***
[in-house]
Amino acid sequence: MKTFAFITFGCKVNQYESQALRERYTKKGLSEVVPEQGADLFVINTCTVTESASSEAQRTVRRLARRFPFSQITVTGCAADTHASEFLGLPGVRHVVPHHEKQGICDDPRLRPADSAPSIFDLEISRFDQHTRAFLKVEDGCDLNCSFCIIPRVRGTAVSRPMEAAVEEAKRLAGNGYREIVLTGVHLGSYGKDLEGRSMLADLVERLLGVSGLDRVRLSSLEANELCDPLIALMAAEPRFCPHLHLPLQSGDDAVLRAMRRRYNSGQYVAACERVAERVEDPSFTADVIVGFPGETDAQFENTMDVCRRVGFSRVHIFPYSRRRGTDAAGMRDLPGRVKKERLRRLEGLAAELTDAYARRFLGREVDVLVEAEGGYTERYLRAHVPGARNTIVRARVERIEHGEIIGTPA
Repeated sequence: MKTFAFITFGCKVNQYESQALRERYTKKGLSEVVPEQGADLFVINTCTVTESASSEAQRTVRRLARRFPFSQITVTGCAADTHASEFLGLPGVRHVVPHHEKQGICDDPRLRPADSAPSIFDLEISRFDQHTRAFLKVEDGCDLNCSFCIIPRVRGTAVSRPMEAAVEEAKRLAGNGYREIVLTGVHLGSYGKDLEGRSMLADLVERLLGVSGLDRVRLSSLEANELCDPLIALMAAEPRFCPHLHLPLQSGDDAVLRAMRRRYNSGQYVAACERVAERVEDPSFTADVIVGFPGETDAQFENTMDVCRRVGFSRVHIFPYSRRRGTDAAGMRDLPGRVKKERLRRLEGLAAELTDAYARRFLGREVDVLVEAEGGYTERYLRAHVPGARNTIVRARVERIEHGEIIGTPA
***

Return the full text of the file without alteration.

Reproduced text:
[in-house]
Amino acid sequence: MKTFAFITFGCKVNQYESQALRERYTKKGLSEVVPEQGADLFVINTCTVTESASSEAQRTVRRLARRFPFSQITVTGCAADTHASEFLGLPGVRHVVPHHEKQGICDDPRLRPADSAPSIFDLEISRFDQHTRAFLKVEDGCDLNCSFCIIPRVRGTAVSRPMEAAVEEAKRLAGNGYREIVLTGVHLGSYGKDLEGRSMLADLVERLLGVSGLDRVRLSSLEANELCDPLIALMAAEPRFCPHLHLPLQSGDDAVLRAMRRRYNSGQYVAACERVAERVEDPSFTADVIVGFPGETDAQFENTMDVCRRVGFSRVHIFPYSRRRGTDAAGMRDLPGRVKKERLRRLEGLAAELTDAYARRFLGREVDVLVEAEGGYTERYLRAHVPGARNTIVRARVERIEHGEIIGTPA
Repeated sequence: MKTFAFITFGCKVNQYESQALRERYTKKGLSEVVPEQGADLFVINTCTVTESASSEAQRTVRRLARRFPFSQITVTGCAADTHASEFLGLPGVRHVVPHHEKQGICDDPRLRPADSAPSIFDLEISRFDQHTRAFLKVEDGCDLNCSFCIIPRVRGTAVSRPMEAAVEEAKRLAGNGYREIVLTGVHLGSYGKDLEGRSMLADLVERLLGVSGLDRVRLSSLEANELCDPLIALMAAEPRFCPHLHLPLQSGDDAVLRAMRRRYNSGQYVAACERVAERVEDPSFTADVIVGFPGETDAQFENTMDVCRRVGFSRVHIFPYSRRRGTDAAGMRDLPGRVKKERLRRLEGLAAELTDAYARRFLGREVDVLVEAEGGYTERYLRAHVPGARNTIVRARVERIEHGEIIGTPA